‘There’s no e-commerce point-of-sale’: Farmer’s Fridge’s marketing director Liz Mella hones in on non-traditional tactics

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For the last few months, marketers and advertisers have finally had to reckon with the fallout of Google’s crumbling third-party cookie amid an increasingly fragmented media landscape. Meaning, targeting and measurement are getting harder to do. However, it’s something Liz Mella, director of marketing for Farmer’s Fridge, has been tasked with working through as the food vending company is without an e-commerce point of sale.

With more than 1,000 locations nationwide in airports, hospitals, office buildings, universities and more, Mella said Farmer’s Fridge’s business model has required non-traditional marketing strategies. “We are looking into doing things, like we’re buying media at the exact point of purchase,” she said in a recent interview with Digiday. “But there’s no easy, silver bullet approach to this. It’s really doing a lot of small things to build the amplifier effect of media.”

On this episode of the Digiday Podcast, we caught up with Mella to talk about Farmer’s Fridge’s non-traditional approach to marketing, measurement and media.

Below are highlights from the conversation, which have been lightly edited and condensed for clarity. 

Building credibility through third-party channels

With this unique marketing challenge that we’re up against, we’ve really focused on owned and earned media so far in our strategy, and are starting to think about what paid would look like. On the earned side, we’ve invested a lot in our earned presence and are really proud of what we’ve been able to do there. Our strategy there is to build credibility through third-party channels. So whether that’s things like racking up awards, or feeding local TV anchors, doing live taste tests, [it’s] just getting that external validation to help consumers realize that this is a delicious option for them when they are on the go. On the earned side, it could look anything like local media segments. We do a lot of TV, trade media, as well as we’ll do more out of the box things.

Keeping up with content churn

Most of our social work is done through in-house creators, but it absolutely is a feed the beast thing. We’re always candidly trying to figure out how much is the right cadence for us to post. Something I always try to lean on leading a social team is UGC [user generated content], or as I like to call it “making others do the work for you.” We have such loyal fans. We’re getting tagged every single day. We’re getting posted about. People are writing funny tweets about us. And so resurfacing a lot of that content on our own brand page is what I try to do because it builds that external credibility. We don’t have to be shooting 24/7 ourselves and honestly, it does pretty well.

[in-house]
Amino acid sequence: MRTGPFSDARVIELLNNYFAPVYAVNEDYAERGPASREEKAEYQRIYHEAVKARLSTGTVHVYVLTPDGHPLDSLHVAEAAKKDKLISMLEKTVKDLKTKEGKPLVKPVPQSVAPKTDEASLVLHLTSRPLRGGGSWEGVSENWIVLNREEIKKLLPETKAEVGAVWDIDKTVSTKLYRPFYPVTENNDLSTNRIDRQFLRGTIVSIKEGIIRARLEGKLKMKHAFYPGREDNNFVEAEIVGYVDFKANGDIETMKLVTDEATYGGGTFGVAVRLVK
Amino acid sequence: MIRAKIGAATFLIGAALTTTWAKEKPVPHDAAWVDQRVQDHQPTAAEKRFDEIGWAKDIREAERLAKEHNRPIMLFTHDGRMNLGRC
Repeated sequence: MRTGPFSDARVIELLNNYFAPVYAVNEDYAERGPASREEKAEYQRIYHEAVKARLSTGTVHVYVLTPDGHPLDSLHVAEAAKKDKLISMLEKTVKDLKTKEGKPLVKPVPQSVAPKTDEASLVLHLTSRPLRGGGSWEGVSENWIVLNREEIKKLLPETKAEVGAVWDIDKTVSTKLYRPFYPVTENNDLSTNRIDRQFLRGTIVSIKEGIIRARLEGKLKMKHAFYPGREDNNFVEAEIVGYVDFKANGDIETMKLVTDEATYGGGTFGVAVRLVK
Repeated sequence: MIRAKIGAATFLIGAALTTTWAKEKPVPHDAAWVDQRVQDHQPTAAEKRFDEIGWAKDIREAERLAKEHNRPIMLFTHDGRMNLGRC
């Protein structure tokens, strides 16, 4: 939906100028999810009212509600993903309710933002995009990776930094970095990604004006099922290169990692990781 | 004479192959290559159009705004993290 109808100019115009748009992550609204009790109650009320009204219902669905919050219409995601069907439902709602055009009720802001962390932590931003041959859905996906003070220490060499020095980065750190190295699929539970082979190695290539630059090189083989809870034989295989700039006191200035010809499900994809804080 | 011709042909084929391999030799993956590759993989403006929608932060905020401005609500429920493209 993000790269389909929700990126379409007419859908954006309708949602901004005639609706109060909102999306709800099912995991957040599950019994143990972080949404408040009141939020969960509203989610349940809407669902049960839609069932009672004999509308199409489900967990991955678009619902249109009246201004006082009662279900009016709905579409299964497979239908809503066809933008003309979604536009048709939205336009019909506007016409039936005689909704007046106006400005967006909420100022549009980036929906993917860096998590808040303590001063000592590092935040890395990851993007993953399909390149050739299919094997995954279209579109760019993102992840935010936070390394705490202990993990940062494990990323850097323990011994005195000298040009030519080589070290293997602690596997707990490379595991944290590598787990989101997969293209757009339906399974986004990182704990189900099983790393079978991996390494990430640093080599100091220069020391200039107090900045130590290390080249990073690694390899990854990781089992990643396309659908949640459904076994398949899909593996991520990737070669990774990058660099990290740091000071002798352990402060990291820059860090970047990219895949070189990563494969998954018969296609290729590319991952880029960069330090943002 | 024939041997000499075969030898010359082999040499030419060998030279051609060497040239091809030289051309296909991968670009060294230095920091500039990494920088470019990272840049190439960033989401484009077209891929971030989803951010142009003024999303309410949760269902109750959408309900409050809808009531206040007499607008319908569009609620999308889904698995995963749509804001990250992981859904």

Measurement through fragmentation

For the purpose of this discussion, the point-of-sale is through the friend itself. When you think of that, as a brick-and-mortar business, I’m driving foot traffic to these brick-and-mortar locations, rather than clicks to a website, which is just a total flip of how you think of marketing. When I talk to a lot of vendors, they’re like, “Whoa. There’s no e-commerce point-of-sale.” So all of a sudden, the attribution modeling that is so common to prove ROI on marketing spend is not existent for us. With that, we’ve had to really reevaluate how we run our paid media. Doing tests like programmatic has been something that we look at, but figuring out how to measure that is a struggle. We think a lot about how to do geo-targeted ads. But with 1,200 locations, it would be so geo-targeted to these very specific vending machines that we haven’t completely cracked that nut. One thing we are looking at is strategic out-of-home.

https://digiday.com/?p=537492

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